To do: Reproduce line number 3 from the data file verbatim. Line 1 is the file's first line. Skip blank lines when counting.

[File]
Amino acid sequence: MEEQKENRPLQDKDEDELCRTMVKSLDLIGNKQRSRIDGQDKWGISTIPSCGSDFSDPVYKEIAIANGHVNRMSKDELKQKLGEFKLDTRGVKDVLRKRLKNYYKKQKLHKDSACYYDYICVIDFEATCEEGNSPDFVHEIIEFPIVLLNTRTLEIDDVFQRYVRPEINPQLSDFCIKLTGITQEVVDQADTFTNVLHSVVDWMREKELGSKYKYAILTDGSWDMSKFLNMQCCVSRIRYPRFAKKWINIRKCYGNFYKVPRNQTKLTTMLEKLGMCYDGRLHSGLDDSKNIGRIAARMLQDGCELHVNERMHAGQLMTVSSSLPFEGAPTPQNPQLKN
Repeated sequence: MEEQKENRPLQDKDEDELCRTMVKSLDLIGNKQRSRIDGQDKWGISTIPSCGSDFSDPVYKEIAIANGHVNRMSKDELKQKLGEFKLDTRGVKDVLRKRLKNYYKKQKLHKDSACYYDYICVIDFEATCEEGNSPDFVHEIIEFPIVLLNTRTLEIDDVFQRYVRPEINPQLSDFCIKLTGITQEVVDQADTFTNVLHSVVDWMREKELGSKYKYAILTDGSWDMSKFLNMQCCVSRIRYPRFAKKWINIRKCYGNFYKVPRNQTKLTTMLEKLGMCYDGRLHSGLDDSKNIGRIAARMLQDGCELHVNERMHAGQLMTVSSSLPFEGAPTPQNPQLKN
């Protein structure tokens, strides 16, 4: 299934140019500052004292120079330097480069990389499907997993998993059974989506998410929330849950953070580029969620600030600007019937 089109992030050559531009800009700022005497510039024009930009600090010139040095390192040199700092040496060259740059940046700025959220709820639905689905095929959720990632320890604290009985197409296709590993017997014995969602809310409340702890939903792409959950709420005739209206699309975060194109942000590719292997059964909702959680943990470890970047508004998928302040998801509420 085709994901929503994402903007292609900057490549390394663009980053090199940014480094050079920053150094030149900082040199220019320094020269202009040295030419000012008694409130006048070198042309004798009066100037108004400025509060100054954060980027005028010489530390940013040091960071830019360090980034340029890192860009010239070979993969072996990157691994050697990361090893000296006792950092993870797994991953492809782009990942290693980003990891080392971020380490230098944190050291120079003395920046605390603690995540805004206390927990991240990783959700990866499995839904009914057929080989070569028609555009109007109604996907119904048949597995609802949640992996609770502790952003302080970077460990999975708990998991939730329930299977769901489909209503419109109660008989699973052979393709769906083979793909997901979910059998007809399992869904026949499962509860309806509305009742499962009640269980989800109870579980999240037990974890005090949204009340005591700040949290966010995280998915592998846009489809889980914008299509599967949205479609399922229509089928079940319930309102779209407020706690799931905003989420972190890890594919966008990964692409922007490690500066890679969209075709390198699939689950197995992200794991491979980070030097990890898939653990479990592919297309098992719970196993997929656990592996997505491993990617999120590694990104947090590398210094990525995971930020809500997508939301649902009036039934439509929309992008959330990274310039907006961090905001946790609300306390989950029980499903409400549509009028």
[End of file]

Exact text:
């Protein structure tokens, strides 16, 4: 299934140019500052004292120079330097480069990389499907997993998993059974989506998410929330849950953070580029969620600030600007019937 089109992030050559531009800009700022005497510039024009930009600090010139040095390192040199700092040496060259740059940046700025959220709820639905689905095929959720990632320890604290009985197409296709590993017997014995969602809310409340702890939903792409959950709420005739209206699309975060194109942000590719292997059964909702959680943990470890970047508004998928302040998801509420 085709994901929503994402903007292609900057490549390394663009980053090199940014480094050079920053150094030149900082040199220019320094020269202009040295030419000012008694409130006048070198042309004798009066100037108004400025509060100054954060980027005028010489530390940013040091960071830019360090980034340029890192860009010239070979993969072996990157691994050697990361090893000296006792950092993870797994991953492809782009990942290693980003990891080392971020380490230098944190050291120079003395920046605390603690995540805004206390927990991240990783959700990866499995839904009914057929080989070569028609555009109007109604996907119904048949597995609802949640992996609770502790952003302080970077460990999975708990998991939730329930299977769901489909209503419109109660008989699973052979393709769906083979793909997901979910059998007809399992869904026949499962509860309806509305009742499962009640269980989800109870579980999240037990974890005090949204009340005591700040949290966010995280998915592998846009489809889980914008299509599967949205479609399922229509089928079940319930309102779209407020706690799931905003989420972190890890594919966008990964692409922007490690500066890679969209075709390198699939689950197995992200794991491979980070030097990890898939653990479990592919297309098992719970196993997929656990592996997505491993990617999120590694990104947090590398210094990525995971930020809500997508939301649902009036039934439509929309992008959330990274310039907006961090905001946790609300306390989950029980499903409400549509009028």